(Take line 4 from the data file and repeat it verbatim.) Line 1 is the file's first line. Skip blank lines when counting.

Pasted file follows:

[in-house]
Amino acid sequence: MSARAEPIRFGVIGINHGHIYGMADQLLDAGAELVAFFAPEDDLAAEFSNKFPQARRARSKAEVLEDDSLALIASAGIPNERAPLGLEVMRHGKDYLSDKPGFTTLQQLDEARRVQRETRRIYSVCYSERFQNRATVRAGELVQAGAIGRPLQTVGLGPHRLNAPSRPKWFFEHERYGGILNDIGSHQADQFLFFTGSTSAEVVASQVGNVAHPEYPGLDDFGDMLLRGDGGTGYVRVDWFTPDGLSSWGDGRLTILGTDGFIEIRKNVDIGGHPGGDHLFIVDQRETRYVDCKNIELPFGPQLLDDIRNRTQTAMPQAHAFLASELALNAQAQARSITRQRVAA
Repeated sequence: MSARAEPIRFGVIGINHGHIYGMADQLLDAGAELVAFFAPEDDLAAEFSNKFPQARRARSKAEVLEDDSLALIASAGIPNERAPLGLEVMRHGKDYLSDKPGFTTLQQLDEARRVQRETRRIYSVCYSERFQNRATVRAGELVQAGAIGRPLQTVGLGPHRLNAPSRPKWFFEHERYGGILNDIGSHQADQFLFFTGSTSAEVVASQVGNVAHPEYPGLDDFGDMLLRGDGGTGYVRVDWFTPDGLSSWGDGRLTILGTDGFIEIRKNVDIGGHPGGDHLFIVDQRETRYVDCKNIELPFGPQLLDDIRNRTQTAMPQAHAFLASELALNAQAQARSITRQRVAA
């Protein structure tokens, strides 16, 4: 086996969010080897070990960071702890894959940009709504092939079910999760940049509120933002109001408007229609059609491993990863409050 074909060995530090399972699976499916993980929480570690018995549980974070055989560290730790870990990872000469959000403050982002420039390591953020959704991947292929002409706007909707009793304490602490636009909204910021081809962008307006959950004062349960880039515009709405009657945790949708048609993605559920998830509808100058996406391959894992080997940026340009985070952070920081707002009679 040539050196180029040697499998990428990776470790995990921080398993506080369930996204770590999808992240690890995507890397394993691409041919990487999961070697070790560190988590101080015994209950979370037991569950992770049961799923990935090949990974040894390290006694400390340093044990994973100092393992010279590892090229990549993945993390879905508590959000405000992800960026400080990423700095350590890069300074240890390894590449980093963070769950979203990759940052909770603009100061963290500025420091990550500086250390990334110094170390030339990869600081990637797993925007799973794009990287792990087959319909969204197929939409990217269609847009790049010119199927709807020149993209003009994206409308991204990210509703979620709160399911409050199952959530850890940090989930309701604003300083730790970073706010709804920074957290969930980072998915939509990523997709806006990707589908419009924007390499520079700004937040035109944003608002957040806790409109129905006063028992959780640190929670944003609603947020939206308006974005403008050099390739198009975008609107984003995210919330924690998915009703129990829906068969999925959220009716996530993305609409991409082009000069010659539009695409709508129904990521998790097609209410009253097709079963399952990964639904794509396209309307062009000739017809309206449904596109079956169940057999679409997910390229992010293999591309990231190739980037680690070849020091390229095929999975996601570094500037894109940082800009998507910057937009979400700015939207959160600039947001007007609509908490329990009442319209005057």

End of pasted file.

């Protein structure tokens, strides 16, 4: 086996969010080897070990960071702890894959940009709504092939079910999760940049509120933002109001408007229609059609491993990863409050 074909060995530090399972699976499916993980929480570690018995549980974070055989560290730790870990990872000469959000403050982002420039390591953020959704991947292929002409706007909707009793304490602490636009909204910021081809962008307006959950004062349960880039515009709405009657945790949708048609993605559920998830509808100058996406391959894992080997940026340009985070952070920081707002009679 040539050196180029040697499998990428990776470790995990921080398993506080369930996204770590999808992240690890995507890397394993691409041919990487999961070697070790560190988590101080015994209950979370037991569950992770049961799923990935090949990974040894390290006694400390340093044990994973100092393992010279590892090229990549993945993390879905508590959000405000992800960026400080990423700095350590890069300074240890390894590449980093963070769950979203990759940052909770603009100061963290500025420091990550500086250390990334110094170390030339990869600081990637797993925007799973794009990287792990087959319909969204197929939409990217269609847009790049010119199927709807020149993209003009994206409308991204990210509703979620709160399911409050199952959530850890940090989930309701604003300083730790970073706010709804920074957290969930980072998915939509990523997709806006990707589908419009924007390499520079700004937040035109944003608002957040806790409109129905006063028992959780640190929670944003609603947020939206308006974005403008050099390739198009975008609107984003995210919330924690998915009703129990829906068969999925959220009716996530993305609409991409082009000069010659539009695409709508129904990521998790097609209410009253097709079963399952990964639904794509396209309307062009000739017809309206449904596109079956169940057999679409997910390229992010293999591309990231190739980037680690070849020091390229095929999975996601570094500037894109940082800009998507910057937009979400700015939207959160600039947001007007609509908490329990009442319209005057």